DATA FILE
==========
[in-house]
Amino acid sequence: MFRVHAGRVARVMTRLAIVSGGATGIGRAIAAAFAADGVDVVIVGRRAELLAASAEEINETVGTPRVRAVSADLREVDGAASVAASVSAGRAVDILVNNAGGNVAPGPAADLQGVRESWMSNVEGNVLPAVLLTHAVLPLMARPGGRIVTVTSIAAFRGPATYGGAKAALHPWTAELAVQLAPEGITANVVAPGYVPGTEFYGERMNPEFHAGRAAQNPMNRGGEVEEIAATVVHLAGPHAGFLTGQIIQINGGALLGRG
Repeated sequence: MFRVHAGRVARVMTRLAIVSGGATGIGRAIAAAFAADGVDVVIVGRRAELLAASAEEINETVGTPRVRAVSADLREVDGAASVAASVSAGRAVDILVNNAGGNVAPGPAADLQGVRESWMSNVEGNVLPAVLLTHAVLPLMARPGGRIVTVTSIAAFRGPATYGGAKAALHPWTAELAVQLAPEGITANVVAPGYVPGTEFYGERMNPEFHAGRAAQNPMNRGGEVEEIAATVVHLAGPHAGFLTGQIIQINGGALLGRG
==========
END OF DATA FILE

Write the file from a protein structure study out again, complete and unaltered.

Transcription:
[in-house]
Amino acid sequence: MFRVHAGRVARVMTRLAIVSGGATGIGRAIAAAFAADGVDVVIVGRRAELLAASAEEINETVGTPRVRAVSADLREVDGAASVAASVSAGRAVDILVNNAGGNVAPGPAADLQGVRESWMSNVEGNVLPAVLLTHAVLPLMARPGGRIVTVTSIAAFRGPATYGGAKAALHPWTAELAVQLAPEGITANVVAPGYVPGTEFYGERMNPEFHAGRAAQNPMNRGGEVEEIAATVVHLAGPHAGFLTGQIIQINGGALLGRG
Repeated sequence: MFRVHAGRVARVMTRLAIVSGGATGIGRAIAAAFAADGVDVVIVGRRAELLAASAEEINETVGTPRVRAVSADLREVDGAASVAASVSAGRAVDILVNNAGGNVAPGPAADLQGVRESWMSNVEGNVLPAVLLTHAVLPLMARPGGRIVTVTSIAAFRGPATYGGAKAALHPWTAELAVQLAPEGITANVVAPGYVPGTEFYGERMNPEFHAGRAAQNPMNRGGEVEEIAATVVHLAGPHAGFLTGQIIQINGGALLGRG